With over thirty thousands items in their catalog, there’s much product to see at TrekWorld and we saw a lot of it. In this post, I’ll highlight what we thought was the best in show and relevant to our readers. We’ll continue our coverage in follow-on posts, including video for our Huggacasts. As we’ve previously discussed in the comments, TrekWorld is a preview of the 2010 line and all of the details with pricing were not made available to us at the time.
Live from Wisconsin
20 years ago, Trek decided to forego other tradeshows and do their own thing. The event is mainly for Trek’s dealers with media being invited to meet with product managers, the CEO, get a factory tour, ride bikes, and so on.
Joining us in Madison, Wisconsin were the traditional media, including Zap from Road Bike Action. As that hostage-style photo indicates, we attempted to coerce Zap into blogging and he wasn’t having any of it, holding up the NYTimes to say, “old Media rules!” (or if I don’t come back, here’s the date and where I was last seen with Hugga).
At times during the event, I was whisked away by Jessica Braun to meet with Trek’s Industrial Designers and talk about social media. Madison’s Edge/3G network has some issues, our connection was spotty, but uploaded and live blogged as much as possible.
I also spent time riding Madison’s bike paths, including commuting to Waterloo where Trek’s HQ is located.
A steel mixte from Trek with eco-designed accoutrements. Suggested they include a time capsule in the top tube with a manual on how to end-of-life the bike, 15 years later. For example, cut the zip-ties on this saddle. Checking on pricing.
An electric-powered comfort bike that’s been successful in Europe and brought to the US in 2010. Trek licensed and overhauled the Bionix system – it’s smaller, more efficient, and runs automagically. The system detects torque/speed and delivers power. There’s a wow factor to that and it also disconnects the cyclist from the drivetrain. With a full set of gears, I wondered what cadence and gear ratio I should use to maximize battery life and speed. Don’t know. Expect competitive pricing at 2K.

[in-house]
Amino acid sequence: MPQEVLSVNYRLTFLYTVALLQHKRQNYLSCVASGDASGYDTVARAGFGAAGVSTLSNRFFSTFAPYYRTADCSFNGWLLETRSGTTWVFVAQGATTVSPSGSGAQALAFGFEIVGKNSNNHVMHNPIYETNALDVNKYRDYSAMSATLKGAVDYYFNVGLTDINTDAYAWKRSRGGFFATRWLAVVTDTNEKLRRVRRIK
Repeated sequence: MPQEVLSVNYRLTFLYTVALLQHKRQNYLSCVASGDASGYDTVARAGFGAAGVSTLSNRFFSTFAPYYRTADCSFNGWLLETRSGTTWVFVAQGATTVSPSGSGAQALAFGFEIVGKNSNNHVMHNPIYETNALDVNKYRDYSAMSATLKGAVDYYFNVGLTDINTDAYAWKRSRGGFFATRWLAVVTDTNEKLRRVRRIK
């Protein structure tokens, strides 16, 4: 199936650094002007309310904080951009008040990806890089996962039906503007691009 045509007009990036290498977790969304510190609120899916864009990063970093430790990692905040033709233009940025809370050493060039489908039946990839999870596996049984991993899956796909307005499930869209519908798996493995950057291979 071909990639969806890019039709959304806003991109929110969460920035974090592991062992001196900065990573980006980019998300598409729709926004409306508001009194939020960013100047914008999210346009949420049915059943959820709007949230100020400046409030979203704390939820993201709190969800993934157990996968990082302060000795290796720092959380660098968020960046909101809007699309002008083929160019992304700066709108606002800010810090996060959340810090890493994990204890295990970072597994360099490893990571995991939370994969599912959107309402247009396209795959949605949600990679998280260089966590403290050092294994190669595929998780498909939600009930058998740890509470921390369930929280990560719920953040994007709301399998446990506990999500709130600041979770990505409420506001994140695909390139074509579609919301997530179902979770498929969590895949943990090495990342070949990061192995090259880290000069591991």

Fixed/Free drop-bar, belt-drive carbon – looks like what batman would ride in his local Critical Mass and is Trek’s response to the fixed market. It’s badass with a “want this” effect.
The dropout says it all. Lots of designer love went into this bike. Expect a 3K+ price.
Carbon Rain Bike – seeing this bike with fenders, I realized that Trek’s designers ride Madones in the rain and weather like we do in the Pacific Northwest. They too have tried to fit race bikes with fenders. The Cronos is a full-on carbon race bike with room for a fender and a 25 tire or 28 without a fender. Thank you! Checking on pricing.
The Cronos and District Carbon are good examples of what we learned at TrekWorld. Like us, their designers are out riding bikes, experiencing what we do, and with similar thinking. They’re converting their bikes to single-speeds as well, like this Lemond (note the massive gear).
A challenge for Trek is to better communicate all they do and how well they do it. Their corporate ethos is to let the product speak for themselves and that results in their other efforts going widely unknown. They’re very active in advocacy, lobbying, and the politics of cycling. They also work to recycle bikes and promote bikes as transportation.